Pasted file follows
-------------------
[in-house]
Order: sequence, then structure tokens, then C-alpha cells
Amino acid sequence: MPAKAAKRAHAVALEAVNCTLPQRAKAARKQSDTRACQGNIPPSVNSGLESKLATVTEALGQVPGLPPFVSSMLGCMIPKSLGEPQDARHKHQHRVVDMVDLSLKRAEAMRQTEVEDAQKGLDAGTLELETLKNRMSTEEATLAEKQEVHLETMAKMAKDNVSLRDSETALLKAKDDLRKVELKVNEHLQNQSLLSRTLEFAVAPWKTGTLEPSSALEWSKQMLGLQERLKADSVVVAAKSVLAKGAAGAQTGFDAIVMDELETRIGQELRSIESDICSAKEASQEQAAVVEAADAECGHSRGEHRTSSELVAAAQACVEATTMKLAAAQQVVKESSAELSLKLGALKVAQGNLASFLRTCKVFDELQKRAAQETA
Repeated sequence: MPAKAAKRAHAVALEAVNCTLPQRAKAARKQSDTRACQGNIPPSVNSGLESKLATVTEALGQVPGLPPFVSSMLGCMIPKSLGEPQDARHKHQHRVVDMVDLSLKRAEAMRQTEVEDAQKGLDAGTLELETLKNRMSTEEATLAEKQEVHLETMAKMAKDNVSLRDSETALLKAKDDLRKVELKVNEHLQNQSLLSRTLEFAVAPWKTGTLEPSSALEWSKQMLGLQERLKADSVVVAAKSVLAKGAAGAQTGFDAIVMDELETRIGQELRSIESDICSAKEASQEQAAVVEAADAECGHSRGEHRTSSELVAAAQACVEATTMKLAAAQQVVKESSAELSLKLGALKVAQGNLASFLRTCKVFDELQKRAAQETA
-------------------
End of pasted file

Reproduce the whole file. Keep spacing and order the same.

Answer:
[in-house]
Order: sequence, then structure tokens, then C-alpha cells
Amino acid sequence: MPAKAAKRAHAVALEAVNCTLPQRAKAARKQSDTRACQGNIPPSVNSGLESKLATVTEALGQVPGLPPFVSSMLGCMIPKSLGEPQDARHKHQHRVVDMVDLSLKRAEAMRQTEVEDAQKGLDAGTLELETLKNRMSTEEATLAEKQEVHLETMAKMAKDNVSLRDSETALLKAKDDLRKVELKVNEHLQNQSLLSRTLEFAVAPWKTGTLEPSSALEWSKQMLGLQERLKADSVVVAAKSVLAKGAAGAQTGFDAIVMDELETRIGQELRSIESDICSAKEASQEQAAVVEAADAECGHSRGEHRTSSELVAAAQACVEATTMKLAAAQQVVKESSAELSLKLGALKVAQGNLASFLRTCKVFDELQKRAAQETA
Repeated sequence: MPAKAAKRAHAVALEAVNCTLPQRAKAARKQSDTRACQGNIPPSVNSGLESKLATVTEALGQVPGLPPFVSSMLGCMIPKSLGEPQDARHKHQHRVVDMVDLSLKRAEAMRQTEVEDAQKGLDAGTLELETLKNRMSTEEATLAEKQEVHLETMAKMAKDNVSLRDSETALLKAKDDLRKVELKVNEHLQNQSLLSRTLEFAVAPWKTGTLEPSSALEWSKQMLGLQERLKADSVVVAAKSVLAKGAAGAQTGFDAIVMDELETRIGQELRSIESDICSAKEASQEQAAVVEAADAECGHSRGEHRTSSELVAAAQACVEATTMKLAAAQQVVKESSAELSLKLGALKVAQGNLASFLRTCKVFDELQKRAAQETA